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Grab all the fish you want while they're still alive — this Kansas lake is drying up

A photo shows a lake.
Celia Llopis-Jepsen
Kansas News Service

There's a temporary free-for-all at Ellis City Lake, where the same hideous drought that's killing western Kansas crops is poised to kill the fish. So many of the usual limits on fishing have been lifted to harvest fish before they die.

Grab the fish at Ellis City Lake by net, by hand — whatever. Just take as many as you want.

They will die anyway, the state fears.

So on Tuesday, Kansas suspended catch limits and size rules for pulling catfish, crappies, bass, bluegills and any other fish you find in the dwindling reservoir about 15 miles west of Hays.

It’s called a public fish salvage, and it took effect immediately.

“You just as well take what you can get,” said Bryan Sowards, director of the fisheries division at the Kansas Department of Wildlife and Parks. When the lake finally recovers, whenever that is, “we’re pretty much going to restart at that point with new stocking from our hatcheries.”

The same hideous drought that’s baking farmland across western Kansas has the Big Creek flowing so low that Ellis City Lake — which normally covers about 30 acres — can’t get the water recharge it needs.

“Continued dry weather may lead to significant fish losses in the near future,” the department announced. “The public may collect any remaining fish in the designated waterbody by any legal methods, as well as by hand, dip net, or seine.”

The temporary free-for-all applies until officials pull down signs about the public fish salvage that they’ve posted around the water.

The same rules apply to Warren Stone Memorial Lake, a much smaller body (2 acres) about half an hour south of Hays. But Sowards says this tiny lake dries up “all the time.”

A bigger pool like the Ellis City reservoir doesn’t dry up as easily, but it happens. Sowards estimates bad-enough droughts strike more than once per decade. The severe drought that struck Kansas a decade ago was particularly rough.

“It’s not nearly as bad as it was then,” he said.

When water gets too low, as at the two lakes right now, fish burn through the remaining oxygen fast and start dying.

Some fish may survive, Sowards said, “but you’ll have enough die to where you’d rather have the public (get) in there to harvest them.”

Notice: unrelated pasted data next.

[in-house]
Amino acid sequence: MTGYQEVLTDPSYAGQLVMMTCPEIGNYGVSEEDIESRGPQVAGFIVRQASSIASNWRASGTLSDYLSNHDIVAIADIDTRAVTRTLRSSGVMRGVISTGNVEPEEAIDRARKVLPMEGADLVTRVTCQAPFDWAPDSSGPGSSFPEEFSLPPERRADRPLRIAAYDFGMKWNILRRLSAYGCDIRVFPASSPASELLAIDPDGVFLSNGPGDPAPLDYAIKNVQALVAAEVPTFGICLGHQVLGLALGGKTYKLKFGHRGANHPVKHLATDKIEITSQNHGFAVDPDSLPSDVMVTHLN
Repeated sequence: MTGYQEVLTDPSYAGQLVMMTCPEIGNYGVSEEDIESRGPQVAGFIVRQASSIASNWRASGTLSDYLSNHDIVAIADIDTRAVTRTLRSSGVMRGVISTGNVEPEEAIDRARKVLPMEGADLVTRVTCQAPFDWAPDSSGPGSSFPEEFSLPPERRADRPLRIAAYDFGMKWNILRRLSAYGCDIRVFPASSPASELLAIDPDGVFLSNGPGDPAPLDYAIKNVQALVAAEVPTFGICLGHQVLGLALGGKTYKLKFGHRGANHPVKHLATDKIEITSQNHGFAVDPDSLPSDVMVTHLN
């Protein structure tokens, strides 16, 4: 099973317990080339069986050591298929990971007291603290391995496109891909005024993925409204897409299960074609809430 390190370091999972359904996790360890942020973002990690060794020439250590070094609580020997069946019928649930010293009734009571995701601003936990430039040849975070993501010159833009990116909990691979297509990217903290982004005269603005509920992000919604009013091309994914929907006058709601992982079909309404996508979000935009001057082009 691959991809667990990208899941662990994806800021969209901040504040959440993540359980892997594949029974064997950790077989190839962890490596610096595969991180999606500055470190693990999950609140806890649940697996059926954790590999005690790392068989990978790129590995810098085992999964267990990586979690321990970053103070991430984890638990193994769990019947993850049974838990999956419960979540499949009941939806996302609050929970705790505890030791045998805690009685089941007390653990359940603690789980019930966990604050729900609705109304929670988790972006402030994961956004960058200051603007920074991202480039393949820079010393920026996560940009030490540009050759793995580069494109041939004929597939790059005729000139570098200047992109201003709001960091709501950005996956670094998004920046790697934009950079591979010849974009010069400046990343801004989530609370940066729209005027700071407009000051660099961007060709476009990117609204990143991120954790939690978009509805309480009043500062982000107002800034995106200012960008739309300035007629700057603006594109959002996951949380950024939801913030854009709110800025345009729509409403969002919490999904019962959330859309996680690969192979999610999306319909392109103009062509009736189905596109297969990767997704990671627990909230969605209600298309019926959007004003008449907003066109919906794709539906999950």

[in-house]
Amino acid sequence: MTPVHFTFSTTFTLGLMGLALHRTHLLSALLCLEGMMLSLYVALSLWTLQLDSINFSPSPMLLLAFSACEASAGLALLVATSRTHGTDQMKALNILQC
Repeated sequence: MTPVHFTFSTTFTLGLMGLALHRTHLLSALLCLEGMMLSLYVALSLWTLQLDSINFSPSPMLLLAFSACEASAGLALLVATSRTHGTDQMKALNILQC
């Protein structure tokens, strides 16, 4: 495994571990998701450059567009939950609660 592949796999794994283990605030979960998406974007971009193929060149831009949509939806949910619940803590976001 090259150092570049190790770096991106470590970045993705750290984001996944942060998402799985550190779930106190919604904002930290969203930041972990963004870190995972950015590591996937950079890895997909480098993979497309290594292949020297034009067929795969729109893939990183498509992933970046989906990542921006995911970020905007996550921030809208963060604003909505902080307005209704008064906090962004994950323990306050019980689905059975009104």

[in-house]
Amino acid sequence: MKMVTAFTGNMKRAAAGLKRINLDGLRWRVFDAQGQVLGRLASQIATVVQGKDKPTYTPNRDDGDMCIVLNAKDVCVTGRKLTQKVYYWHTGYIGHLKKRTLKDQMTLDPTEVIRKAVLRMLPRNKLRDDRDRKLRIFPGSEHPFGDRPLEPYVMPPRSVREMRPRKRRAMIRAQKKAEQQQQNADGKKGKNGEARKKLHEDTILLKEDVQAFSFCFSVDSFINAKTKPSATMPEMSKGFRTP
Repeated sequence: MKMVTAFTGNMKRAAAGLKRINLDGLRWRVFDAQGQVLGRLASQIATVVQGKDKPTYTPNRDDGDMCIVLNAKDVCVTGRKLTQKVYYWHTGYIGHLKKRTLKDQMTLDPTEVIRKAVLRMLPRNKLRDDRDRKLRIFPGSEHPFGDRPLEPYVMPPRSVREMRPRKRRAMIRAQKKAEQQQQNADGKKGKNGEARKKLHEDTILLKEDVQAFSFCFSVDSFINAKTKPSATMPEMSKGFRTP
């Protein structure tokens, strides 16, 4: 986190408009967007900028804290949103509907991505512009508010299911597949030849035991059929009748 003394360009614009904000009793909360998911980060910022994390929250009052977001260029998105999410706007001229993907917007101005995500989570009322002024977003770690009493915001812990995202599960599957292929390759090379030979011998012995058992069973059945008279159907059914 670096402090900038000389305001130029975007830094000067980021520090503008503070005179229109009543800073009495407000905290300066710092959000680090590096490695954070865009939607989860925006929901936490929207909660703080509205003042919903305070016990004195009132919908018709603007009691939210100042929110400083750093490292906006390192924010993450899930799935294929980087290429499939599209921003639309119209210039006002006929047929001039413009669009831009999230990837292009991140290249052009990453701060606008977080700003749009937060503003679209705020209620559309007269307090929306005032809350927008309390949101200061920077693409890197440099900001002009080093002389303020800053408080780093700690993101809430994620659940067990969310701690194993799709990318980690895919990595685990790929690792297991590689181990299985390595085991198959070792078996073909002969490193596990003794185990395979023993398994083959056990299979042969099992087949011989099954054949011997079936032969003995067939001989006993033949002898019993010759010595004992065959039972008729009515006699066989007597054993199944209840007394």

Problems can also happen when heat and dwindling lake levels lead to fish getting caught between two unlivable layers of water.

“Fish are ‘squeezed,’” said Ted Harris, a research professor at the Kansas Biological Survey & Center for Ecological Research at the University of Kansas, “between really hot water (at the surface) and water without oxygen (at the bottom).”

Earlier this month, the National Weather Service said Hays was experiencing its 11th driest summer.

The drought has stunted and shriveled crops across western Kansas, contributing to the current steep prices for corn and forcing cattle and ethanol companies to haul grain by rail from places like Iowa, Illinois and Ohio.

The National Drought Mitigation Center predicts that the dry conditions afflicting the region will continue through the end of the year.

Sowards said Kansas also sometimes announces public fish salvages when the state plans renovations or other maintenance that require lowering the water levels. Sometimes the state does that to clear out invasive species, such as non-native common carp that wreak havoc on aquatic ecosystems.

Celia Llopis-Jepsen covers the environment for the Kansas News Service. You can follow her on Twitter @celia_LJ or email her at celia (at) kcur (dot) org.

The Kansas News Service is a collaboration of KCUR, Kansas Public Radio, KMUW and High Plains Public Radio focused on health, the social determinants of health and their connection to public policy.

Kansas News Service stories and photos may be republished by news media at no cost with proper attribution and a link to ksnewsservice.org.

I'm the creator of the environmental podcast Up From Dust. I write about how the world is transforming around us, from topsoil loss and invasive species to climate change. My goal is to explain why these stories matter to Kansas, and to report on the farmers, ranchers, scientists and other engaged people working to make Kansas more resilient. Email me at celia@kcur.org.
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